Government was more fully awake than the rest of Europe to the potential greatness of their Asiatic Empire. It was only natural therefore that they should take interest in the theory of an Arctic continent. Their traders listened carefully among the natives for legends about lands beyond the northern frontier of Siberia; and what they listened for they heard.
We now know that most of the natives of
the north-eastern Siberia and northern Alaska have the legend of a great land to the north from each of these countries. The late Sir e Clements Markham, then President of the Royal Geographical Society of Great Britain, was much concerned about these stories as recently as the beginning of my own Arctic work (1906). The first Polar expedition of which I was a member (commanded by Leffingwell and Mikkelsen) was organized partly to test the view which Sir Clements favored that the stories of land to the north of Alaska were reliable. The results of the Leffingwell-Mikkelsen expedition were negative. My own expedition of 1913-1918 proved that showed the "land seen north of Alaska” to be was imaginary.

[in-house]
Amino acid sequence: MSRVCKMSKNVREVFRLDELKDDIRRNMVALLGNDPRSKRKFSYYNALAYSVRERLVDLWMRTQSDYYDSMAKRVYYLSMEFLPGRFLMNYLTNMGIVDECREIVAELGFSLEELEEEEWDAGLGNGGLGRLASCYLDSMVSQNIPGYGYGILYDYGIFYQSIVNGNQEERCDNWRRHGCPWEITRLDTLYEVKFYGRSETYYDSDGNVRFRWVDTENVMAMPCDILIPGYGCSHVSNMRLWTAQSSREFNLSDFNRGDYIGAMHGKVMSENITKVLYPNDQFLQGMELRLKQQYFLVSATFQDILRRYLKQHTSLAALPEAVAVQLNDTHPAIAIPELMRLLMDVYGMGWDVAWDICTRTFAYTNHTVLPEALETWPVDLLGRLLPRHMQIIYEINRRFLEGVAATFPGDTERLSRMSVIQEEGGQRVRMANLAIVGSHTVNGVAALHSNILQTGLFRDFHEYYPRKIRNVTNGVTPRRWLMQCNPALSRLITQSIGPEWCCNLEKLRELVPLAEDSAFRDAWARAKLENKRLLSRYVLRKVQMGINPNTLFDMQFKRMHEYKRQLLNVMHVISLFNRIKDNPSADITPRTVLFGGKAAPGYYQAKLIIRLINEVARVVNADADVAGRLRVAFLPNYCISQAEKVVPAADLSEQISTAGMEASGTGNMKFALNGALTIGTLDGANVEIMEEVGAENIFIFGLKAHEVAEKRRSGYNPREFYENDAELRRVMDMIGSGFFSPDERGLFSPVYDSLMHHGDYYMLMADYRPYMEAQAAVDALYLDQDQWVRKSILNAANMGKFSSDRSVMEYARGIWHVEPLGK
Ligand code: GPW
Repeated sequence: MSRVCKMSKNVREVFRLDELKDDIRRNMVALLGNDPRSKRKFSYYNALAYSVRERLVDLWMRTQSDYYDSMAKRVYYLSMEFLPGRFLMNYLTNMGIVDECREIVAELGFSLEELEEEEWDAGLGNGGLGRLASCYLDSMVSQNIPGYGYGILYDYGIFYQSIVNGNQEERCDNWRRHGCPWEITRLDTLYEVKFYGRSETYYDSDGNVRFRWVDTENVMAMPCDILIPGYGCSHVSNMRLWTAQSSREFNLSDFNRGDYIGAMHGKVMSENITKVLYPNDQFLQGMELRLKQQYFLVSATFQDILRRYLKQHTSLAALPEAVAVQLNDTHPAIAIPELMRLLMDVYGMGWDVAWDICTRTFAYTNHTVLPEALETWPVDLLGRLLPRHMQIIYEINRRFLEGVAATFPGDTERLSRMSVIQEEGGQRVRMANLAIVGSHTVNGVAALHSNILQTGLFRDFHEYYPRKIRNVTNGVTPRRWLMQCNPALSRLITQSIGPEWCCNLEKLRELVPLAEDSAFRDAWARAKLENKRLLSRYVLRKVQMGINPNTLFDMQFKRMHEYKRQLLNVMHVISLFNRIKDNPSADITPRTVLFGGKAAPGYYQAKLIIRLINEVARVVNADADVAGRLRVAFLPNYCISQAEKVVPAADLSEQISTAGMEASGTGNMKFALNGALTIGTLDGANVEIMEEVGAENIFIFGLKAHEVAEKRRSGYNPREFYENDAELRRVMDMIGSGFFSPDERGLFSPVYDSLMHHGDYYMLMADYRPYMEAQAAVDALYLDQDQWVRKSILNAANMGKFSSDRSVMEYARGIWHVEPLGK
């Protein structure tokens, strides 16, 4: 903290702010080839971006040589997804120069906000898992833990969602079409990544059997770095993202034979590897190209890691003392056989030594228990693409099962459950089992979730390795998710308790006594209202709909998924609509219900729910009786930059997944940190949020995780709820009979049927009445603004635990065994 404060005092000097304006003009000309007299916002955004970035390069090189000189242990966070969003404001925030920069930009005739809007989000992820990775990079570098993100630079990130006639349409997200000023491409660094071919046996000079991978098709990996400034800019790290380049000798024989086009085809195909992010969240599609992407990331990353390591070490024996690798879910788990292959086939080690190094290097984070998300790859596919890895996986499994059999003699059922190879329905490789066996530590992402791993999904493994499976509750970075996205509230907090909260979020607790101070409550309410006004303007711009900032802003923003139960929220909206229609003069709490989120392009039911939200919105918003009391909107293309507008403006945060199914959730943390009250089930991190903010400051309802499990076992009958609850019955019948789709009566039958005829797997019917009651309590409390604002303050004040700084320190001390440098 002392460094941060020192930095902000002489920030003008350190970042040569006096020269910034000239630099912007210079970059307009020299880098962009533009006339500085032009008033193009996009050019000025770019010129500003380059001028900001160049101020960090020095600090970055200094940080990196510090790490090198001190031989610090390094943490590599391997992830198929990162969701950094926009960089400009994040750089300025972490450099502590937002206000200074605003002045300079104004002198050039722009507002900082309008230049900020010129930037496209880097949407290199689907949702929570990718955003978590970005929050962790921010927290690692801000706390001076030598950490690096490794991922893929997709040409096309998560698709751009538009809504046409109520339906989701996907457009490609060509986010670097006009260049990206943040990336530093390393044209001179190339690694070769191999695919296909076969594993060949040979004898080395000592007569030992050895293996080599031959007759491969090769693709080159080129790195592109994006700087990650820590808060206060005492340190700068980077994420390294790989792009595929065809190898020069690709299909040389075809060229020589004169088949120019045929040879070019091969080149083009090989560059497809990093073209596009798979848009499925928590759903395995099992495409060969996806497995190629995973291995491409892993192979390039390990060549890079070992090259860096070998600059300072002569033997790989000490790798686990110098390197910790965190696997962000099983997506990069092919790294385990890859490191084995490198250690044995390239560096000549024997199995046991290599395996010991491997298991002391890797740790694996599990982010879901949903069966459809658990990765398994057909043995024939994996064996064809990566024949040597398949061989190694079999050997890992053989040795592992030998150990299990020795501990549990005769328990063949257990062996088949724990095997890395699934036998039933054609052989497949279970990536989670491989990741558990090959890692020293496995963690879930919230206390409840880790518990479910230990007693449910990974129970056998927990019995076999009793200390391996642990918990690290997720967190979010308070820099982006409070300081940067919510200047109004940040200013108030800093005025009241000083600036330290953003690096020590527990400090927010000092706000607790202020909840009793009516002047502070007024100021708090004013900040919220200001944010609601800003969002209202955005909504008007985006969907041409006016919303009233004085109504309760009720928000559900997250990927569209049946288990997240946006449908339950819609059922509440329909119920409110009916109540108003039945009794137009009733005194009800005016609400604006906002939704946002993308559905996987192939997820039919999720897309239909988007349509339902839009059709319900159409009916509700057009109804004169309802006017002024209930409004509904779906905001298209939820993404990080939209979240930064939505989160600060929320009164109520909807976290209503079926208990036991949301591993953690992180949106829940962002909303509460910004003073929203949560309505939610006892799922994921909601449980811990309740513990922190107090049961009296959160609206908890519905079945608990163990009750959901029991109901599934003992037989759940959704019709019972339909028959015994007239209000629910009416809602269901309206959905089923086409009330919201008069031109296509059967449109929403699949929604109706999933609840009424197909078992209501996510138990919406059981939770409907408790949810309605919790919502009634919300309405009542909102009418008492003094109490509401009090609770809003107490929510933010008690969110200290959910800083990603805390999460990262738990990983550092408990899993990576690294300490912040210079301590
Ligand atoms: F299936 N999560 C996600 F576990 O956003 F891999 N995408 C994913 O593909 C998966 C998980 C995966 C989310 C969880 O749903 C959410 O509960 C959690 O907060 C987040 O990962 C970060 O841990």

The prehistoric Arctic trading center of Nijnei Kolymsk took on new life with the increased Russian traffic of the early nineteenth century and the natives of northeastern Siberia frequented it even more than formerly. Some of these brought the story of an inhabited land to the north of Cape Shelagskoi. Personally, I consider that this was only the same sort of legend which we later disproved to the north of Alaska; but since it happens that there is land, although uninhabited, northeast, if not north, from Cape Shelagskoi, it is possible to dispute indefinitely as to whether the stories which the Russians picked up were partly fact or
simply wholly folk-lore.
Government to travel overland to the mouth of the Kolyma and to make expeditions out upon the sea ice beyond to plnt the Russian flag upon the supposed corner of the supposed continent.